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Old 05-06-2013, 02:05 PM
 
Location: Oak Park, IL
5,522 posts, read 12,284,915 times
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I know several folks who raised their kids in the burbs then moved to downtown Chicago after their kids left home, so it works both ways.
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Old 05-06-2013, 02:31 PM
 
56,538 posts, read 80,824,285 times
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Quote:
Originally Posted by marothisu View Post
Of course. Anybody who's "been around" in the US and spent enough time in most cities, and outside of the central urban areas, knows that they all pretty much have many, many residential areas. Single family homes, yards, etc. They aren't one acre yards, but some neighborhoods definitely have yards big enough where it's going to take longer than 10 minutes to mow it all.

This notion that cities are one giant concrete jungle 100% of the area is just frivolous. NYC obviously has the most and other cities have it in large sections, but this notion that all US cities are almost all concrete jungle is just ridiculous. As for the noise pollution in cities - what you get depends on what part of town you are in. My girlfriend used to live in the North Center/Ravenswood part of town and every day waking up in the summer reminded me of where I grew up, which was a suburban neighborhood. I would hear kids playing every weekend morning and one person mowing their lawn in the distance. The only difference was that there was a CTA rail station a few blocks away (we'd almost never hear the train for the record) and it was mixed with single family homes, two and three flat buildings, and 10-20+ unit apartment/condo buildings. Very quiet though.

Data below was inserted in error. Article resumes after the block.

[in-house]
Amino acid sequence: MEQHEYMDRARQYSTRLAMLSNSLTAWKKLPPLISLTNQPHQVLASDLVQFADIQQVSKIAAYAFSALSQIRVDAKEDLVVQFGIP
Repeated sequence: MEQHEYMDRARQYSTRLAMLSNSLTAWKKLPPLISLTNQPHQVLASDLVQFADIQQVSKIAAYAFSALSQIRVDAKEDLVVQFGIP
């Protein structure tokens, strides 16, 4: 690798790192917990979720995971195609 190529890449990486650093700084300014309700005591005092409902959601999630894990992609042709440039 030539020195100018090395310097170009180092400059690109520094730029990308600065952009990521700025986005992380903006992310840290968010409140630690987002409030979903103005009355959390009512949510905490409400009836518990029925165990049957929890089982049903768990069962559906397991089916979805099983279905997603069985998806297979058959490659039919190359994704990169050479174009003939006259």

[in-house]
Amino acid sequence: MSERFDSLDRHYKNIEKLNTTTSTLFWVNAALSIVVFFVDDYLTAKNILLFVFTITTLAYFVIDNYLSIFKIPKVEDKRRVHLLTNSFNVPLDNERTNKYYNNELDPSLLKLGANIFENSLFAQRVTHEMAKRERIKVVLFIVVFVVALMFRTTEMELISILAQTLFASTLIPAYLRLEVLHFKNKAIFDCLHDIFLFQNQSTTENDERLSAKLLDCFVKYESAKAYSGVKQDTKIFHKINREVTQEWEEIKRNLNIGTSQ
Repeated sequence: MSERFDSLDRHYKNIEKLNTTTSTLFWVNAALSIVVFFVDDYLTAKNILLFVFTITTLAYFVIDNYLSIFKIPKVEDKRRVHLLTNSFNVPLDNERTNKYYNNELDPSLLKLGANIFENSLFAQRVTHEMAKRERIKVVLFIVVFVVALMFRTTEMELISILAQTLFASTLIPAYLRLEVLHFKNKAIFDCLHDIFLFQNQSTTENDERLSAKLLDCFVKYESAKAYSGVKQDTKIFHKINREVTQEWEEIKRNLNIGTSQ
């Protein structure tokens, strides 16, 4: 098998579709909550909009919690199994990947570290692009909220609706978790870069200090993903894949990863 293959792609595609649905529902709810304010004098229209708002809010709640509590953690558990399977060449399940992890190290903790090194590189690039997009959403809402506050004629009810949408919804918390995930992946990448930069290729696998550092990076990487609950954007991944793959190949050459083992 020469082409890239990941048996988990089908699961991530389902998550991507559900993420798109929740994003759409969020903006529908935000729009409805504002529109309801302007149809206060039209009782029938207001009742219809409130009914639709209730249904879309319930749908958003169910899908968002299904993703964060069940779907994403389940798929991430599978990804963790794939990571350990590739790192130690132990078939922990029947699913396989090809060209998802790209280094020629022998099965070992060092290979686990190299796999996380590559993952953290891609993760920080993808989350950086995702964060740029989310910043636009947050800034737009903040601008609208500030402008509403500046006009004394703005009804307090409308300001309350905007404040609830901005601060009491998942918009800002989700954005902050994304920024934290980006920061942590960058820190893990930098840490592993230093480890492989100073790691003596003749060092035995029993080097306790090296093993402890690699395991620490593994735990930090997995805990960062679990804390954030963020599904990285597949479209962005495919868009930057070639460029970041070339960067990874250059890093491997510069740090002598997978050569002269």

Very true and sometimes you can get variations in housing on the same side of town, like these North Side neighborhoods in Syracuse: Google Maps Street View

Google Maps Street View

Google Maps Street View

Google Maps Street View